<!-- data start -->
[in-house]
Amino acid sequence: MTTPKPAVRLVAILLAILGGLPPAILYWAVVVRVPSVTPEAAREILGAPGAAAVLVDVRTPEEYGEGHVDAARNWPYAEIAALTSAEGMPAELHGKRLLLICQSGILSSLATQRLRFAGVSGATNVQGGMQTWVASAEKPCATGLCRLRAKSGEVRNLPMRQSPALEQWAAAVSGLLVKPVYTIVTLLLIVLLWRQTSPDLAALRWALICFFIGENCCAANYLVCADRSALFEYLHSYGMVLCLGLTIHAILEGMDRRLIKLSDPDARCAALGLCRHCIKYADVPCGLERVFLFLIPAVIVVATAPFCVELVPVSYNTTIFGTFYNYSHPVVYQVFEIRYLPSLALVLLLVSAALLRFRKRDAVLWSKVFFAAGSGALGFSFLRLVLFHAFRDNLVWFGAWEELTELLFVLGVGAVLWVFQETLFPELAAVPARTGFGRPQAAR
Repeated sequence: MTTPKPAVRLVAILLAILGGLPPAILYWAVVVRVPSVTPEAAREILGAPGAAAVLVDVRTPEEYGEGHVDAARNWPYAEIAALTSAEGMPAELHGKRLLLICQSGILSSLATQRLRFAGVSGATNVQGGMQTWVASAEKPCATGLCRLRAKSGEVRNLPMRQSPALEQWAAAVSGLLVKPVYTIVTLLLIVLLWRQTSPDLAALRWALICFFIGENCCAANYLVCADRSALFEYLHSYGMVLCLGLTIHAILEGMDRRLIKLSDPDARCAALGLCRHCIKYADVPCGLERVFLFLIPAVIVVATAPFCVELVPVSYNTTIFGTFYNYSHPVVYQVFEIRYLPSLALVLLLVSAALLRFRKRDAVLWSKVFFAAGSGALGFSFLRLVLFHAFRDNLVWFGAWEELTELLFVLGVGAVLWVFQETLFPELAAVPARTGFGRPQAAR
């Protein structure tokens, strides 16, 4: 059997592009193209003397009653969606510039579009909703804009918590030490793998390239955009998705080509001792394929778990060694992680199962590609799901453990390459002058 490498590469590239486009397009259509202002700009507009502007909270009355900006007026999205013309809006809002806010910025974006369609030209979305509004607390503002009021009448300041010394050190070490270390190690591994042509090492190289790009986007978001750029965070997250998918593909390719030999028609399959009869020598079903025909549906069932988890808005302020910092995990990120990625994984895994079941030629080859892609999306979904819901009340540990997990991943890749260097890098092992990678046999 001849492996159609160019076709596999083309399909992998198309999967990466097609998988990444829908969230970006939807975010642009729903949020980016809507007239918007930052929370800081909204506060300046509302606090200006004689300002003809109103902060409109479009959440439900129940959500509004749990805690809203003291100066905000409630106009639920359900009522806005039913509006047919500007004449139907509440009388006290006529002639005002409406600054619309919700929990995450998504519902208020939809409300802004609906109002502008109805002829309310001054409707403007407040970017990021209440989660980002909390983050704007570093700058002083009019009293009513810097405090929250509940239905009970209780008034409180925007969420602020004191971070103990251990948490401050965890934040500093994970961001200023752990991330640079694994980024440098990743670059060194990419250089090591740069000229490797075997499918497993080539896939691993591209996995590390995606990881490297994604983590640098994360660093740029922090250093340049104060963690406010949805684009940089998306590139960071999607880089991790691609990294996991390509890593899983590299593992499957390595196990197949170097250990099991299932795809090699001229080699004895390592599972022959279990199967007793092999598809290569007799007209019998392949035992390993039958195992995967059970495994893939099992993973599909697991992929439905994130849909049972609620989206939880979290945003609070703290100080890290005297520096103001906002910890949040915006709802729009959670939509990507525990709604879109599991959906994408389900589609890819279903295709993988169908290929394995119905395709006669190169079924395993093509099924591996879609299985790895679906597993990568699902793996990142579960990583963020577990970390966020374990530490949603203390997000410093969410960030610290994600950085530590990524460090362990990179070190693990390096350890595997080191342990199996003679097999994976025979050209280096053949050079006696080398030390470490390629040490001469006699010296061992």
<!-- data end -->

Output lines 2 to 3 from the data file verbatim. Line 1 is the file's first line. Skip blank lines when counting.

Amino acid sequence: MTTPKPAVRLVAILLAILGGLPPAILYWAVVVRVPSVTPEAAREILGAPGAAAVLVDVRTPEEYGEGHVDAARNWPYAEIAALTSAEGMPAELHGKRLLLICQSGILSSLATQRLRFAGVSGATNVQGGMQTWVASAEKPCATGLCRLRAKSGEVRNLPMRQSPALEQWAAAVSGLLVKPVYTIVTLLLIVLLWRQTSPDLAALRWALICFFIGENCCAANYLVCADRSALFEYLHSYGMVLCLGLTIHAILEGMDRRLIKLSDPDARCAALGLCRHCIKYADVPCGLERVFLFLIPAVIVVATAPFCVELVPVSYNTTIFGTFYNYSHPVVYQVFEIRYLPSLALVLLLVSAALLRFRKRDAVLWSKVFFAAGSGALGFSFLRLVLFHAFRDNLVWFGAWEELTELLFVLGVGAVLWVFQETLFPELAAVPARTGFGRPQAAR
Repeated sequence: MTTPKPAVRLVAILLAILGGLPPAILYWAVVVRVPSVTPEAAREILGAPGAAAVLVDVRTPEEYGEGHVDAARNWPYAEIAALTSAEGMPAELHGKRLLLICQSGILSSLATQRLRFAGVSGATNVQGGMQTWVASAEKPCATGLCRLRAKSGEVRNLPMRQSPALEQWAAAVSGLLVKPVYTIVTLLLIVLLWRQTSPDLAALRWALICFFIGENCCAANYLVCADRSALFEYLHSYGMVLCLGLTIHAILEGMDRRLIKLSDPDARCAALGLCRHCIKYADVPCGLERVFLFLIPAVIVVATAPFCVELVPVSYNTTIFGTFYNYSHPVVYQVFEIRYLPSLALVLLLVSAALLRFRKRDAVLWSKVFFAAGSGALGFSFLRLVLFHAFRDNLVWFGAWEELTELLFVLGVGAVLWVFQETLFPELAAVPARTGFGRPQAAR